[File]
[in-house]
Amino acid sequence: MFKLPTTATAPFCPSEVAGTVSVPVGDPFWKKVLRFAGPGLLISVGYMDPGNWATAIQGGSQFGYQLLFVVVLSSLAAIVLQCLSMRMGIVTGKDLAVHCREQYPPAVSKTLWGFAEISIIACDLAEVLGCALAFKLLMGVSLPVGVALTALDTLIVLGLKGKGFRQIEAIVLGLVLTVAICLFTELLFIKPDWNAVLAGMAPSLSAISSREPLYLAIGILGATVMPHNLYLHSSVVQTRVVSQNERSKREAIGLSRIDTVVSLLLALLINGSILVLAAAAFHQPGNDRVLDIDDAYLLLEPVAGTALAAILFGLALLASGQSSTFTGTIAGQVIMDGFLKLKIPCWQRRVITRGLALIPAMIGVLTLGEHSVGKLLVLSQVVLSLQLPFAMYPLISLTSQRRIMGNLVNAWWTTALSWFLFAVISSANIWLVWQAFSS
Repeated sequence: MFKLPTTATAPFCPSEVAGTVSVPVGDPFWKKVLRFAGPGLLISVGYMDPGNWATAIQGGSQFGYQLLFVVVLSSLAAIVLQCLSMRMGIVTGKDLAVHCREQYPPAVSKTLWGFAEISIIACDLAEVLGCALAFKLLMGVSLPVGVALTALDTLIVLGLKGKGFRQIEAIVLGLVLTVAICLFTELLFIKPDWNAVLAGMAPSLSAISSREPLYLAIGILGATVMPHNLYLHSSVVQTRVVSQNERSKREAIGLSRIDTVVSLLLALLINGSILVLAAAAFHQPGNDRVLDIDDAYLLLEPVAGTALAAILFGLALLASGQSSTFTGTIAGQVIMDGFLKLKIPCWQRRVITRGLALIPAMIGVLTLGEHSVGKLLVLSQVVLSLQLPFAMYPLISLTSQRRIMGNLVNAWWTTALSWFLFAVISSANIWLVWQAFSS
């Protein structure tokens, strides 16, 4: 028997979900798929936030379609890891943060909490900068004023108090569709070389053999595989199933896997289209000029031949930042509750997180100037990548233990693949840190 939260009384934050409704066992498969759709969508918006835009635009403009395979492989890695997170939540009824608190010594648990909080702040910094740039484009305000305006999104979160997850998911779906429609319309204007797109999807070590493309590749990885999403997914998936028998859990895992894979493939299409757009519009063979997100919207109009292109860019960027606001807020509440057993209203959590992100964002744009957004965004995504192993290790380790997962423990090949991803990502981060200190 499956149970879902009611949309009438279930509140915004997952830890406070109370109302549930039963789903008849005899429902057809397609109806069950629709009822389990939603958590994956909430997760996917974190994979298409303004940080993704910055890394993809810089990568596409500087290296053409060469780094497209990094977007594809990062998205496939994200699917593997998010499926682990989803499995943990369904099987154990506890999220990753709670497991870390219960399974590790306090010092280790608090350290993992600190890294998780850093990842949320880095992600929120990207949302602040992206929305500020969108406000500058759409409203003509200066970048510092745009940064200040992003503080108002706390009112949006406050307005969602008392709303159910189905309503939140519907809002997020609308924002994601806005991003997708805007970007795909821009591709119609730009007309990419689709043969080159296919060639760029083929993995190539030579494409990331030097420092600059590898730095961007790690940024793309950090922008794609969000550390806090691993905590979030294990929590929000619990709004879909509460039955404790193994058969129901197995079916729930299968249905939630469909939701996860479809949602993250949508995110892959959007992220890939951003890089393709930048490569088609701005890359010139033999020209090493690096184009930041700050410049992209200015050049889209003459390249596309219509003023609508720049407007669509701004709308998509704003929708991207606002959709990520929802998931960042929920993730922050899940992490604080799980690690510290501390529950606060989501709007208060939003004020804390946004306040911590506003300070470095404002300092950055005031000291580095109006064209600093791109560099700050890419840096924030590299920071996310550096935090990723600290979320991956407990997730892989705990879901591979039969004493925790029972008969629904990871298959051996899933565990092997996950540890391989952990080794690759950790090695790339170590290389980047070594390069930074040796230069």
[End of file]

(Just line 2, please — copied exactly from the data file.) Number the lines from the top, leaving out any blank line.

Amino acid sequence: MFKLPTTATAPFCPSEVAGTVSVPVGDPFWKKVLRFAGPGLLISVGYMDPGNWATAIQGGSQFGYQLLFVVVLSSLAAIVLQCLSMRMGIVTGKDLAVHCREQYPPAVSKTLWGFAEISIIACDLAEVLGCALAFKLLMGVSLPVGVALTALDTLIVLGLKGKGFRQIEAIVLGLVLTVAICLFTELLFIKPDWNAVLAGMAPSLSAISSREPLYLAIGILGATVMPHNLYLHSSVVQTRVVSQNERSKREAIGLSRIDTVVSLLLALLINGSILVLAAAAFHQPGNDRVLDIDDAYLLLEPVAGTALAAILFGLALLASGQSSTFTGTIAGQVIMDGFLKLKIPCWQRRVITRGLALIPAMIGVLTLGEHSVGKLLVLSQVVLSLQLPFAMYPLISLTSQRRIMGNLVNAWWTTALSWFLFAVISSANIWLVWQAFSS